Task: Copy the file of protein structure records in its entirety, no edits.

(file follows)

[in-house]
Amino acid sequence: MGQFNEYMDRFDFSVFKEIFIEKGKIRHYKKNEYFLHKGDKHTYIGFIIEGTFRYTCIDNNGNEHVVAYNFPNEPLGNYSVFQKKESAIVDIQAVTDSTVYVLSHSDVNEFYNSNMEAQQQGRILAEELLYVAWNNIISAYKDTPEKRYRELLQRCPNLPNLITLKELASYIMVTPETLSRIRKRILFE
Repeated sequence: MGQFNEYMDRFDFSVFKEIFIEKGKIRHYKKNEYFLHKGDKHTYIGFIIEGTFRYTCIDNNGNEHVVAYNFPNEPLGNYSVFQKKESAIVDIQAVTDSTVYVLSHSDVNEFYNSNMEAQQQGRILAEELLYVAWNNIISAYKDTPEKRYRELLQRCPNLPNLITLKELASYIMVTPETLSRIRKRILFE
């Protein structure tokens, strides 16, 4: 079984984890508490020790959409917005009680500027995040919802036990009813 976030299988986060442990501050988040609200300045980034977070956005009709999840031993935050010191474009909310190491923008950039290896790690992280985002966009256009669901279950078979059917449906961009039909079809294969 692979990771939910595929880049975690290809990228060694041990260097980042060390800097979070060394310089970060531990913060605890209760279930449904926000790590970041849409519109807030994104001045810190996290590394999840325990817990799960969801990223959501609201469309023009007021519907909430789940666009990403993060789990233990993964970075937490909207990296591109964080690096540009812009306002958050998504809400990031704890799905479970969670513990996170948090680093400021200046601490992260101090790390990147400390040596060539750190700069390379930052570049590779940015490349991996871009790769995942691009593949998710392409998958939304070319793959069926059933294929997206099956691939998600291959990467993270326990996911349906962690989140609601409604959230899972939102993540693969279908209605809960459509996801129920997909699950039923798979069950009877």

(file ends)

[in-house]
Amino acid sequence: MGQFNEYMDRFDFSVFKEIFIEKGKIRHYKKNEYFLHKGDKHTYIGFIIEGTFRYTCIDNNGNEHVVAYNFPNEPLGNYSVFQKKESAIVDIQAVTDSTVYVLSHSDVNEFYNSNMEAQQQGRILAEELLYVAWNNIISAYKDTPEKRYRELLQRCPNLPNLITLKELASYIMVTPETLSRIRKRILFE
Repeated sequence: MGQFNEYMDRFDFSVFKEIFIEKGKIRHYKKNEYFLHKGDKHTYIGFIIEGTFRYTCIDNNGNEHVVAYNFPNEPLGNYSVFQKKESAIVDIQAVTDSTVYVLSHSDVNEFYNSNMEAQQQGRILAEELLYVAWNNIISAYKDTPEKRYRELLQRCPNLPNLITLKELASYIMVTPETLSRIRKRILFE
């Protein structure tokens, strides 16, 4: 079984984890508490020790959409917005009680500027995040919802036990009813 976030299988986060442990501050988040609200300045980034977070956005009709999840031993935050010191474009909310190491923008950039290896790690992280985002966009256009669901279950078979059917449906961009039909079809294969 692979990771939910595929880049975690290809990228060694041990260097980042060390800097979070060394310089970060531990913060605890209760279930449904926000790590970041849409519109807030994104001045810190996290590394999840325990817990799960969801990223959501609201469309023009007021519907909430789940666009990403993060789990233990993964970075937490909207990296591109964080690096540009812009306002958050998504809400990031704890799905479970969670513990996170948090680093400021200046601490992260101090790390990147400390040596060539750190700069390379930052570049590779940015490349991996871009790769995942691009593949998710392409998958939304070319793959069926059933294929997206099956691939998600291959990467993270326990996911349906962690989140609601409604959230899972939102993540693969279908209605809960459509996801129920997909699950039923798979069950009877």